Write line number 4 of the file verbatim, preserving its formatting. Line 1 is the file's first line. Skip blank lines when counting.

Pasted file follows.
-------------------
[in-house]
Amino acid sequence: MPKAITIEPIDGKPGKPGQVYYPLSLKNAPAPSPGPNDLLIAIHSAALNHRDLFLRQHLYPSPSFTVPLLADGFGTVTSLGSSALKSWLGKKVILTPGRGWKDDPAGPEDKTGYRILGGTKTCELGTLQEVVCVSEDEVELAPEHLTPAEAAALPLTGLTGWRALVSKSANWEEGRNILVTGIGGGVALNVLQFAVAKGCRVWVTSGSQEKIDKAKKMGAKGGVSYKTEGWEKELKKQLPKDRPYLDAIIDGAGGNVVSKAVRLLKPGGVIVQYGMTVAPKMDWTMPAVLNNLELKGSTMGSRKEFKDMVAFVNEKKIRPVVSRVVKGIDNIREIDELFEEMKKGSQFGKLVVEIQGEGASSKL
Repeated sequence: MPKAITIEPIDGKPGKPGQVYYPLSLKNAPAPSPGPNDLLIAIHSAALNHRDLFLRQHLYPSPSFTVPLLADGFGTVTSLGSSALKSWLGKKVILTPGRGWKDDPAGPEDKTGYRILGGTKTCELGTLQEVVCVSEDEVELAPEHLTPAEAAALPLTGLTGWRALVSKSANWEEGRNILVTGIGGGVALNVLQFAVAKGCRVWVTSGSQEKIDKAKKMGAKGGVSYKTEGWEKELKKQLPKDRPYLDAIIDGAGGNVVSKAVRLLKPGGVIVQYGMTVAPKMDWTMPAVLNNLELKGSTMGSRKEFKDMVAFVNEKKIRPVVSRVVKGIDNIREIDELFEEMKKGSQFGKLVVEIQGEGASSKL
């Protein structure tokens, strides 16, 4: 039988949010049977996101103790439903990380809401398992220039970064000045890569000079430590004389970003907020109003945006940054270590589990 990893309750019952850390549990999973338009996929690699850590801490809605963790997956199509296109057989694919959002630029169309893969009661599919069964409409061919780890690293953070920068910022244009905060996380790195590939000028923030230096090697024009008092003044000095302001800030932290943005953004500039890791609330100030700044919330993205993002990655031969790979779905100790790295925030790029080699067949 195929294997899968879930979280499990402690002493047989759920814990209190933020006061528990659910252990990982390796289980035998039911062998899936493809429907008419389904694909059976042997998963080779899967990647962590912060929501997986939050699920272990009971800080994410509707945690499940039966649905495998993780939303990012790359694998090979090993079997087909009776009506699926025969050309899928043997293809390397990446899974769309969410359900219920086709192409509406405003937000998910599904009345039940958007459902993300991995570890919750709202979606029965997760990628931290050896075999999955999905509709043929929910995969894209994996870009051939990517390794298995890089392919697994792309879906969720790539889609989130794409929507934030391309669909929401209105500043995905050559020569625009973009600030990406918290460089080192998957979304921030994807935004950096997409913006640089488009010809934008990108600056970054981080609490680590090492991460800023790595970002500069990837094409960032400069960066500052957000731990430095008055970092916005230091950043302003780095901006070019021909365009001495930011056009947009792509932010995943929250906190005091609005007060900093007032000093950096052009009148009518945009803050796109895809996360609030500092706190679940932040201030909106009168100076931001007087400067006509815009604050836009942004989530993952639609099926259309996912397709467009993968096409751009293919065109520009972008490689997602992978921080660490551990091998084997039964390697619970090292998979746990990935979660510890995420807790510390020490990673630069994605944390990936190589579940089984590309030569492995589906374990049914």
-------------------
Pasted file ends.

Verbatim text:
């Protein structure tokens, strides 16, 4: 039988949010049977996101103790439903990380809401398992220039970064000045890569000079430590004389970003907020109003945006940054270590589990 990893309750019952850390549990999973338009996929690699850590801490809605963790997956199509296109057989694919959002630029169309893969009661599919069964409409061919780890690293953070920068910022244009905060996380790195590939000028923030230096090697024009008092003044000095302001800030932290943005953004500039890791609330100030700044919330993205993002990655031969790979779905100790790295925030790029080699067949 195929294997899968879930979280499990402690002493047989759920814990209190933020006061528990659910252990990982390796289980035998039911062998899936493809429907008419389904694909059976042997998963080779899967990647962590912060929501997986939050699920272990009971800080994410509707945690499940039966649905495998993780939303990012790359694998090979090993079997087909009776009506699926025969050309899928043997293809390397990446899974769309969410359900219920086709192409509406405003937000998910599904009345039940958007459902993300991995570890919750709202979606029965997760990628931290050896075999999955999905509709043929929910995969894209994996870009051939990517390794298995890089392919697994792309879906969720790539889609989130794409929507934030391309669909929401209105500043995905050559020569625009973009600030990406918290460089080192998957979304921030994807935004950096997409913006640089488009010809934008990108600056970054981080609490680590090492991460800023790595970002500069990837094409960032400069960066500052957000731990430095008055970092916005230091950043302003780095901006070019021909365009001495930011056009947009792509932010995943929250906190005091609005007060900093007032000093950096052009009148009518945009803050796109895809996360609030500092706190679940932040201030909106009168100076931001007087400067006509815009604050836009942004989530993952639609099926259309996912397709467009993968096409751009293919065109520009972008490689997602992978921080660490551990091998084997039964390697619970090292998979746990990935979660510890995420807790510390020490990673630069994605944390990936190589579940089984590309030569492995589906374990049914």